Discovery Files

Mars rovers safe from lightning strikes, research finds

Sparks triggered by friction under normal atmospheric conditions would likely be small

If experiments done in small bottles in a University of Oregon lab are accurate, the friction of colliding Martian dust particles is unlikely to generate big electrical storms or threaten newly arrived exploration vehicles or, eventually, human visitors, according to U.S. National Science Foundation-funded researchers.

Questions about potential electrical activity were first raised at the time of the Viking landers in the 1970s, and orbiters since then have detected silts, clays, wind-blown landforms and dust devils (small, rapidly rotating winds made visible by dust) on Mars.

Dry Martian dust particles' contact with each other may produce electrical discharges at the surface and in the planet's atmosphere. However, such sparks are likely to be small and pose little danger to robotic or human missions to the red planet, the scientists report in a paper published online and scheduled to appear in the March 15 print issue of the journal Icarus.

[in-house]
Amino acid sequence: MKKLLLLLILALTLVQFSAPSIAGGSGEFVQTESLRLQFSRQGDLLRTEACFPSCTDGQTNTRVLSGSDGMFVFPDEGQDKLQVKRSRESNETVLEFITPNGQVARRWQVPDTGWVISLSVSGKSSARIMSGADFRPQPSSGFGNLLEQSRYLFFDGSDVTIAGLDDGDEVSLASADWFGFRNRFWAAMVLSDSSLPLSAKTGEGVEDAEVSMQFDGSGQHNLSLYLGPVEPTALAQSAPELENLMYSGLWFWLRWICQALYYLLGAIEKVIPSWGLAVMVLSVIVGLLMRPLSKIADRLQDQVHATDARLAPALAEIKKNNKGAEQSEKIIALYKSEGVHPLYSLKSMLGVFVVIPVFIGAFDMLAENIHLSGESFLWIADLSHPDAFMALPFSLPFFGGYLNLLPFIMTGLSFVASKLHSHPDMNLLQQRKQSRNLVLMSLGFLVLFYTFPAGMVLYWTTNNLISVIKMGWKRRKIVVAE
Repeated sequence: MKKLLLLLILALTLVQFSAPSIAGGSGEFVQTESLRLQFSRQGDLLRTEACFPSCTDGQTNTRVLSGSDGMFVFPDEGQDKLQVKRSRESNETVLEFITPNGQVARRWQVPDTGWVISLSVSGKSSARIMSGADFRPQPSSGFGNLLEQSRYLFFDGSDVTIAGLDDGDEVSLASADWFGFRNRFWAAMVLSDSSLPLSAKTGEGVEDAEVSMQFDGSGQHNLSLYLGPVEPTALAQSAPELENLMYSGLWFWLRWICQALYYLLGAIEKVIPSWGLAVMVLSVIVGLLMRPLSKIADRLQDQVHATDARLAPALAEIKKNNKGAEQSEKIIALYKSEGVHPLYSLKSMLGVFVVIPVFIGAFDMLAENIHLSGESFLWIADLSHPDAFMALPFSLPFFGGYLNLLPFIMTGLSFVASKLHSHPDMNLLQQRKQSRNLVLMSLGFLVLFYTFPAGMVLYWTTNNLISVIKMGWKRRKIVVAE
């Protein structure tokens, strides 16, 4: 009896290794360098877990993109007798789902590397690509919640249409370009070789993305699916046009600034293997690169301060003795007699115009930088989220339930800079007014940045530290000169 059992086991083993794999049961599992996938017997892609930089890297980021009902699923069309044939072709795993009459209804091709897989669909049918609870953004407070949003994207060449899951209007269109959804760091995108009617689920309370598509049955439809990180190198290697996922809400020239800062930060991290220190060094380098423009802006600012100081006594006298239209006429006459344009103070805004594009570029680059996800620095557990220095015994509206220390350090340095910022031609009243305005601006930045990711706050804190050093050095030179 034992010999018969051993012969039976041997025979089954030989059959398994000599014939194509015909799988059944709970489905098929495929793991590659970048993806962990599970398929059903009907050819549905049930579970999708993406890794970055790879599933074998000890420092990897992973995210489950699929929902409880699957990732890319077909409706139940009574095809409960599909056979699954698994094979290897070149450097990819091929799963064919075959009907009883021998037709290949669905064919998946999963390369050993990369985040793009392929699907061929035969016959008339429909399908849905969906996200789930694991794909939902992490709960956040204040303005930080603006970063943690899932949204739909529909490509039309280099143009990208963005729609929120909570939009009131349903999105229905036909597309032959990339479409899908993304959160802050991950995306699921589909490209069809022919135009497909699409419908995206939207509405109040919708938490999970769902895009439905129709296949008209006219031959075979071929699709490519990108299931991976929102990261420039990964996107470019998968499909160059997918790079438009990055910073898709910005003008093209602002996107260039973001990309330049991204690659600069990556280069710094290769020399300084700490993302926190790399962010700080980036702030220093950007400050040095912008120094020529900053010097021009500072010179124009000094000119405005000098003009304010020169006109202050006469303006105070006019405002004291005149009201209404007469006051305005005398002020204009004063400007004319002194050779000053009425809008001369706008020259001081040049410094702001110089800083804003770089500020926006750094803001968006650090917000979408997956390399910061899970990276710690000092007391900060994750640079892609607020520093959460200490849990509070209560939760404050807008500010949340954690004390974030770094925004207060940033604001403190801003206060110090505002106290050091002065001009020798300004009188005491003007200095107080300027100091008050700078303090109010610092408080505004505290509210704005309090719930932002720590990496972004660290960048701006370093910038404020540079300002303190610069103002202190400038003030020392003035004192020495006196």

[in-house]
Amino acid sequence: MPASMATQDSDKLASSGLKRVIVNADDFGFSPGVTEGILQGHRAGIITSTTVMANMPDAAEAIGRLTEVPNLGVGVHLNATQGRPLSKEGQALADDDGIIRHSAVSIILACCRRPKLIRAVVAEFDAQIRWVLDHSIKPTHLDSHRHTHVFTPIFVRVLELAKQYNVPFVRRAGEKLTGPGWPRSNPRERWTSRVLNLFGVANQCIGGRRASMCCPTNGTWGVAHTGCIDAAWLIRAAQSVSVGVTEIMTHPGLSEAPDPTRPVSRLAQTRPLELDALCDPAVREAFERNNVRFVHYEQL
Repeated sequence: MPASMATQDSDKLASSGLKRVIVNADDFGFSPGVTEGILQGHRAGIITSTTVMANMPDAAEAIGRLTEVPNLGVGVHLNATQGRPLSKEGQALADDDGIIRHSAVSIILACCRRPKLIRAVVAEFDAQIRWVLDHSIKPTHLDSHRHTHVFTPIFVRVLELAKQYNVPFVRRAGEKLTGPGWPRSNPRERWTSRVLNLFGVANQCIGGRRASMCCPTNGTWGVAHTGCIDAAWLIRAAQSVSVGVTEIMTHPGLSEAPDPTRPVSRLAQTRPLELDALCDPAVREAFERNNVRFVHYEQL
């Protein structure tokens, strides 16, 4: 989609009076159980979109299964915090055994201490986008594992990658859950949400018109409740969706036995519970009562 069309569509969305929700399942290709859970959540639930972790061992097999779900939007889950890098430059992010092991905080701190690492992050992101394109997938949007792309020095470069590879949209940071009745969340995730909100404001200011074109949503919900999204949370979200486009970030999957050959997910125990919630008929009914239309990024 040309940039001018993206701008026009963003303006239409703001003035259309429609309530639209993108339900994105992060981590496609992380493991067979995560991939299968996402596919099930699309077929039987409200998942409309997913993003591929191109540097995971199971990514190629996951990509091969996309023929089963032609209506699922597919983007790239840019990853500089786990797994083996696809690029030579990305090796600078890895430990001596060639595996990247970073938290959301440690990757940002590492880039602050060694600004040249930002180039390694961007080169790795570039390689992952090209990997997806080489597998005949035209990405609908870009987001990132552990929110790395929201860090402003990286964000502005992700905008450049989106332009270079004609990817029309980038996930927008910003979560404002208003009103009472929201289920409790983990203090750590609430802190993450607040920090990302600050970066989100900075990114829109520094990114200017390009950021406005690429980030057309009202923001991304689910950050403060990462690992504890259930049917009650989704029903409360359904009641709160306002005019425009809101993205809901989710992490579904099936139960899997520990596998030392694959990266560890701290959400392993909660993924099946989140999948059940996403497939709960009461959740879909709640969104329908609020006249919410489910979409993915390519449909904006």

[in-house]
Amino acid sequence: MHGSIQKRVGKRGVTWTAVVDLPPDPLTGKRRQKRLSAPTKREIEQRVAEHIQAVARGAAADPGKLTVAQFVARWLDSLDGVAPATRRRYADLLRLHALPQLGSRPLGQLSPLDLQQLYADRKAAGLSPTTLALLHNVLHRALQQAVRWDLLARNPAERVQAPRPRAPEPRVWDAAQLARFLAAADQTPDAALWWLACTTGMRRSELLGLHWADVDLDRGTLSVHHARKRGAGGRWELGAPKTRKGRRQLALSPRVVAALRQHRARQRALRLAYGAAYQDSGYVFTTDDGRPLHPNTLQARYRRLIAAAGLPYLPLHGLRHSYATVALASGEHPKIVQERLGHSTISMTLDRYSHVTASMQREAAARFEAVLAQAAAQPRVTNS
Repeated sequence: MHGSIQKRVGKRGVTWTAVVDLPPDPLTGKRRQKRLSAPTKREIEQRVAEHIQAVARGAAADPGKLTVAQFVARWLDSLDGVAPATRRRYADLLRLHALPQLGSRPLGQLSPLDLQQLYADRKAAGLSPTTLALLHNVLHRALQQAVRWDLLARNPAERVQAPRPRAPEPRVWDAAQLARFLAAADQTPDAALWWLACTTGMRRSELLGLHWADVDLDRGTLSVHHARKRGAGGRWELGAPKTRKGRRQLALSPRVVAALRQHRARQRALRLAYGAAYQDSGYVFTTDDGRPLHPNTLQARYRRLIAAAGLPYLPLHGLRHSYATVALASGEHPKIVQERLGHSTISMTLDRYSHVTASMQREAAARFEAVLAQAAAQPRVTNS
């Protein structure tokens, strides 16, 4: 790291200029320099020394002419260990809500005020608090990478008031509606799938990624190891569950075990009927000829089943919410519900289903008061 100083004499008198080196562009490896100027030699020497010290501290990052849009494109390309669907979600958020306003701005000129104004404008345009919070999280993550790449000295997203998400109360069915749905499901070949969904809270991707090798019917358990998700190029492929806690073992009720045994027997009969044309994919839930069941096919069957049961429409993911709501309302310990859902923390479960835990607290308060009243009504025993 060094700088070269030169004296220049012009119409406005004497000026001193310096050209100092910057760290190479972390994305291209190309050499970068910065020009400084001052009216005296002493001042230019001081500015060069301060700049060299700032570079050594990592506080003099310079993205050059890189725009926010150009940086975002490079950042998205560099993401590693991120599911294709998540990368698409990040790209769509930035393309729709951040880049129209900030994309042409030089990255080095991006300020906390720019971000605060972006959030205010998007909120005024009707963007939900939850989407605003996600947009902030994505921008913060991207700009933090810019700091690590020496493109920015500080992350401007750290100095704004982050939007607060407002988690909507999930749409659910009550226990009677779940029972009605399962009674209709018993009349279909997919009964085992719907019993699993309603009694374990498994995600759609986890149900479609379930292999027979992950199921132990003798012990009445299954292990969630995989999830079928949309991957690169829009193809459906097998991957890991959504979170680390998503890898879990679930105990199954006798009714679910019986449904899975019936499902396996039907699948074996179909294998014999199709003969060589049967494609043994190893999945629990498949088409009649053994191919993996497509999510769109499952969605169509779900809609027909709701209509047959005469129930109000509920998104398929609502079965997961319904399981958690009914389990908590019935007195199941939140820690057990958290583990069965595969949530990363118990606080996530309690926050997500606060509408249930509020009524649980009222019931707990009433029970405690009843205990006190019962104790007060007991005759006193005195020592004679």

Scientists have sought to determine experimentally whether large electrical storms and lightning were possible -- and whether hazards might result from static electricity generated by particles of the red planet's mostly basaltic rock striking vehicles or, eventually, humans in protective gear.

Using volcanic ash as a stand-in for Martian dust, researchers in the lab of University of Oregon volcanologist Josef Dufek found that electrical discharges in Martian dust devils and storms are indeed possible. However, the discharges would likely be small given the weak electrical fields supported by the Martian atmosphere.

Martian dust devils, the researchers said, may appear to sparkle, crackle or faintly glow as they roll across Mars' desiccated landscape, but with discharges probably so small they may not be visible except through detection of their radio waves.

"It's exciting that research important for our understanding of volcanic hazards on Earth is also having an impact on our understanding of Mars," says Jennifer Wade, a program director in NSF's Division of Earth Sciences.